The Magic Fish is an absolutely beautiful graphic novel–both the pictures and the story itself. It’s the story of a boy, Tiến, whose been keeping a secret from his friends and family. Tiến’s parents emigrated to the U.S. from Vietnam. His parents are working on improving their English, and so every night he reads fairy tales with his mother. Meanwhile, he tries to figure out how to cross the language barrier to tell his parents that he’s gay.
To help his mother with her English, she and Tiến read fairy tales together every night. Three fairy tales are interwoven into the graphic novel: two versions of “Cinderella,” and “The Little Mermaid.”
This book is so lovely. The story is beautiful, the people in it are appealing, the illustrations are gorgeous. The fairy tales are woven into Tiến’s story and provide extra context into what he and his mother are feeling. The color work is also really interesting–the fairy tales are purple, the present is red, and when Tiến’s mother is remembering events from Vietnam, the panels are yellow. It’s short, and I finished it in one sitting–not hard to do both because of the length, and because it’s so charming.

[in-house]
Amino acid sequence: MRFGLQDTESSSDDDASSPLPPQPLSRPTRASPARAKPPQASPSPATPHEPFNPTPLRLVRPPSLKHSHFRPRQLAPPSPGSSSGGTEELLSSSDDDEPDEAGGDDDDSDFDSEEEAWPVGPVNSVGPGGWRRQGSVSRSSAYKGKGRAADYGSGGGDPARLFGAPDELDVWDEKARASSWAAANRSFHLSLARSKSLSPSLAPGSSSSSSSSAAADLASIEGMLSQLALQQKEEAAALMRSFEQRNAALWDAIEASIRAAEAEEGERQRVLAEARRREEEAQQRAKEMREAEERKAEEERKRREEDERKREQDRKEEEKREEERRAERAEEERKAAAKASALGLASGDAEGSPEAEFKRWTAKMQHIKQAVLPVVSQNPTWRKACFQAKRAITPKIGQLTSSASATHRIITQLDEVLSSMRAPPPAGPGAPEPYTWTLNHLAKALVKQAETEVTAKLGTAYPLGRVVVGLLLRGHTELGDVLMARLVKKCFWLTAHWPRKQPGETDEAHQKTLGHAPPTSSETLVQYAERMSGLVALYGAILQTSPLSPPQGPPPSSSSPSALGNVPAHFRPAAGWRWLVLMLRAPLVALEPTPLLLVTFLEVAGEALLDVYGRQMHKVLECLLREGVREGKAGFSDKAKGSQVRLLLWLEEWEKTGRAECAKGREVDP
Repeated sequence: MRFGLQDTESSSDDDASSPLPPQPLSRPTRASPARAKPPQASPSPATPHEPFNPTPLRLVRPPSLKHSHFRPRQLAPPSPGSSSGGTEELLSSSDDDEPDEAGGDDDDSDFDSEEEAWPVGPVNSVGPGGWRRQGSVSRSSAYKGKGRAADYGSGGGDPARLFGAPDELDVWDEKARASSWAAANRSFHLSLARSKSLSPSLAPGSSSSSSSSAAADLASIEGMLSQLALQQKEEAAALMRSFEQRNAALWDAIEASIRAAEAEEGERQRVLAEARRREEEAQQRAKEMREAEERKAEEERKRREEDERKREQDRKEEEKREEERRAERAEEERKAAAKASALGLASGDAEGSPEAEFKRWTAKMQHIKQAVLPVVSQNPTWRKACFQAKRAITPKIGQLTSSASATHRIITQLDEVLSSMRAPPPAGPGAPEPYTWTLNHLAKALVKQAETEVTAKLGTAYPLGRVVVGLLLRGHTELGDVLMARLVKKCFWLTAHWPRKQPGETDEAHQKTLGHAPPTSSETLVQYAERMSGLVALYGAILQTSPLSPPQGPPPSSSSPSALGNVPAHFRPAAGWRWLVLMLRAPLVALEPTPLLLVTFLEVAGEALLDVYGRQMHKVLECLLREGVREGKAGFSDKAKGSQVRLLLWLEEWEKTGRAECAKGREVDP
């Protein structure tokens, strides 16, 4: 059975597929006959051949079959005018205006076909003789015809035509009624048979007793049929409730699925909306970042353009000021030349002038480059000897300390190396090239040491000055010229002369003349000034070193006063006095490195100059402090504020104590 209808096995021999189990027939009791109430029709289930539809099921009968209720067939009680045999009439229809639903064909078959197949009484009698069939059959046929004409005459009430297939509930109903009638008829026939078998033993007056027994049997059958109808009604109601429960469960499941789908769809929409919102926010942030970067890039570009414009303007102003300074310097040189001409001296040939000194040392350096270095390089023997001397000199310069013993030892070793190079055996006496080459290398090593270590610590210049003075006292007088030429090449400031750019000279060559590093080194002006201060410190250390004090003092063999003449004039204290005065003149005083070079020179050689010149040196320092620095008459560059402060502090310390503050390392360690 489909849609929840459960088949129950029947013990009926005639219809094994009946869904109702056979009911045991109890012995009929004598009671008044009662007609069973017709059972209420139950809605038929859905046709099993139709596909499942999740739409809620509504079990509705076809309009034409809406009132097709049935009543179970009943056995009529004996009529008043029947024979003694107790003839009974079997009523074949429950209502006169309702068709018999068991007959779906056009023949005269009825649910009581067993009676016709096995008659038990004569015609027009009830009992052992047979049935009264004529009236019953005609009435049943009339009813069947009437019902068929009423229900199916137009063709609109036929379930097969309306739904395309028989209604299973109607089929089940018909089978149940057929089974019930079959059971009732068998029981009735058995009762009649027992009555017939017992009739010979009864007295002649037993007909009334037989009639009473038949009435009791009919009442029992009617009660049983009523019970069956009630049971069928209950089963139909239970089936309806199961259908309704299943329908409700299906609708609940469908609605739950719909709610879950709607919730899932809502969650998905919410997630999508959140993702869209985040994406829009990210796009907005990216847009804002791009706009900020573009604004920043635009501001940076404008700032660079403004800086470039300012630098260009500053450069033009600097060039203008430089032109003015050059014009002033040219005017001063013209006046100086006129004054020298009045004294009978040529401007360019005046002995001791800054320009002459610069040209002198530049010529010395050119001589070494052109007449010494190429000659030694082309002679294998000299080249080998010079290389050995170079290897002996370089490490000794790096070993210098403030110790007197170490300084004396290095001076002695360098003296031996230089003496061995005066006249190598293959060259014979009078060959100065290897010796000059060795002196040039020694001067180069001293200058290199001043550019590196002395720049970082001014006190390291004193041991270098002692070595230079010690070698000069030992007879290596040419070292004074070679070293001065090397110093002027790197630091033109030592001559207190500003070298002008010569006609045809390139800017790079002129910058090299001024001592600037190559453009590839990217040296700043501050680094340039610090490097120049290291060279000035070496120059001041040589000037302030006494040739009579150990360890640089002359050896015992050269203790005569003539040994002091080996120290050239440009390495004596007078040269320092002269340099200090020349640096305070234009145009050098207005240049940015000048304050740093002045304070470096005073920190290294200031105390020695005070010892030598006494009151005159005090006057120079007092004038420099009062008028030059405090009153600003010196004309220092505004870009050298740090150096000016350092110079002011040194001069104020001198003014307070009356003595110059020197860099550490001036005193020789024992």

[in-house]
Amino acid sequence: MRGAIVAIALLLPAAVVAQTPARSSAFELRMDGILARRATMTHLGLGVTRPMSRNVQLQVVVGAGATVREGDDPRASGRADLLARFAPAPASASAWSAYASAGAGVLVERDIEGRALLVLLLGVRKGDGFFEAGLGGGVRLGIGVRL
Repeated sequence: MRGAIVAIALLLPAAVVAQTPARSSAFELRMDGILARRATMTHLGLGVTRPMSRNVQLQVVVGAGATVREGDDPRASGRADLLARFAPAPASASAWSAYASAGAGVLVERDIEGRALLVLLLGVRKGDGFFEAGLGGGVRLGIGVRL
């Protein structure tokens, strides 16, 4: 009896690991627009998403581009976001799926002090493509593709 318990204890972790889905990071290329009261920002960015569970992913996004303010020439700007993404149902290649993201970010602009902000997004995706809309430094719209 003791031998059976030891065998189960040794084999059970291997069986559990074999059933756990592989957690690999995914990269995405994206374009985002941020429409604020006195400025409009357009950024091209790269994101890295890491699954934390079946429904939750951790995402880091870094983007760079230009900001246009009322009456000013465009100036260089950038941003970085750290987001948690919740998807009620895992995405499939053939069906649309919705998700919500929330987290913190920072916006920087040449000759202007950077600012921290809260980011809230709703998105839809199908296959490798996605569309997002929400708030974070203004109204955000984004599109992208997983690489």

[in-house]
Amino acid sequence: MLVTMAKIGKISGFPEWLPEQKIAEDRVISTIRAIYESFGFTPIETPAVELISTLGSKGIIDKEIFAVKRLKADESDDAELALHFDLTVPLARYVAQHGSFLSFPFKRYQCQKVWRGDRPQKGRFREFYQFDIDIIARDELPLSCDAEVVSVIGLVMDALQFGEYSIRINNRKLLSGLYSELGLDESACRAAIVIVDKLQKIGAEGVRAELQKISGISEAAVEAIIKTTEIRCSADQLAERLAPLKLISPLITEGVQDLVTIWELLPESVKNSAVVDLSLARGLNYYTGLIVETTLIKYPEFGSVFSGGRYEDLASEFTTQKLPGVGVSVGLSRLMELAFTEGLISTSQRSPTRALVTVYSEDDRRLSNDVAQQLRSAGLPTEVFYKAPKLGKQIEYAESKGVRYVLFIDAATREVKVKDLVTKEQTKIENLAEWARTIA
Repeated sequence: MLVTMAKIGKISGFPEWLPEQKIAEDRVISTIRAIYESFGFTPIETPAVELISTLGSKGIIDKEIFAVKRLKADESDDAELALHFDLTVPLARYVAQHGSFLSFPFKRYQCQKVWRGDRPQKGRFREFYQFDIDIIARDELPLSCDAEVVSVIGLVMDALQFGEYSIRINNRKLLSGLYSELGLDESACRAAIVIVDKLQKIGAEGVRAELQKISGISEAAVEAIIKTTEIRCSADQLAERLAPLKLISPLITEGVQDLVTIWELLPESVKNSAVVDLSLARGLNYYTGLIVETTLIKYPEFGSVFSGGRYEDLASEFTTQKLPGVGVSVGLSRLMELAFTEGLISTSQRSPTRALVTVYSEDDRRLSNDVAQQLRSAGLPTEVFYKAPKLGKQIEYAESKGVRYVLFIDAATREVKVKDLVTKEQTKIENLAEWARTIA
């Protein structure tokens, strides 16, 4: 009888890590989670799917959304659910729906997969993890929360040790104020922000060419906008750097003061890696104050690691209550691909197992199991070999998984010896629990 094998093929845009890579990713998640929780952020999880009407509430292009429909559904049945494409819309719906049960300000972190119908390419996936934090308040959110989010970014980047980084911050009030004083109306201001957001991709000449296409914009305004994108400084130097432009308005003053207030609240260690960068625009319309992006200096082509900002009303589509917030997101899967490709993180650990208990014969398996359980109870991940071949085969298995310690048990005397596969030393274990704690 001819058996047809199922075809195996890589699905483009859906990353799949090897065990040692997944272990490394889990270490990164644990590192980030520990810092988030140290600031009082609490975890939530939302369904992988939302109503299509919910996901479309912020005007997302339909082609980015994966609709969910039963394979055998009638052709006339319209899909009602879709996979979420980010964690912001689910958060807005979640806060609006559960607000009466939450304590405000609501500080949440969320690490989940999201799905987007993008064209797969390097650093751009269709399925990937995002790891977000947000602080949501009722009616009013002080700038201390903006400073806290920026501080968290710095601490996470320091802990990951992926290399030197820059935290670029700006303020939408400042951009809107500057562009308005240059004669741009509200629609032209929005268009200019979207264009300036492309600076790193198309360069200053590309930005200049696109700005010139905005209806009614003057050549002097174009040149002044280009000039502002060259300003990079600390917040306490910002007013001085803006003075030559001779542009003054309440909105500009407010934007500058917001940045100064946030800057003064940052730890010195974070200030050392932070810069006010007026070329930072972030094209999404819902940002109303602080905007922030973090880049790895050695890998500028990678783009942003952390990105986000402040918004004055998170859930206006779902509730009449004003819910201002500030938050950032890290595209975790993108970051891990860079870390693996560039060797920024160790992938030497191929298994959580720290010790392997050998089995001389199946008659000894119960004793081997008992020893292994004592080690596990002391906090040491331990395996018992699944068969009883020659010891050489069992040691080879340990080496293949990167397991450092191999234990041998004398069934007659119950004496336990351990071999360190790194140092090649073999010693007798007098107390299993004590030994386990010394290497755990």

The first fairy tale is one that Tiến tells, and it’s a version of Cinderella that I’d never read before. It was my favorite part of the book. I was interested to read in the author’s notes that the illustrations for each fairy tale are different based on who’s telling it. Since Tiến is young and presumably grew up watching Disney cartoons, the illustrations for this fairy tale reflect that. The second fairy tale (another Cinderella, this one a Vietnamese version that’s incredibly disturbing), is told by Tiến’s great-aunt and has its characters in typical fashions from the 50s, and the third (“The Little Mermaid”) is told by Tiến’s mother and has parallels to her story of emigrating to the United States. These little touches are so clever and well-done.
I can’t praise this book enough. I loved it and recommend it highly!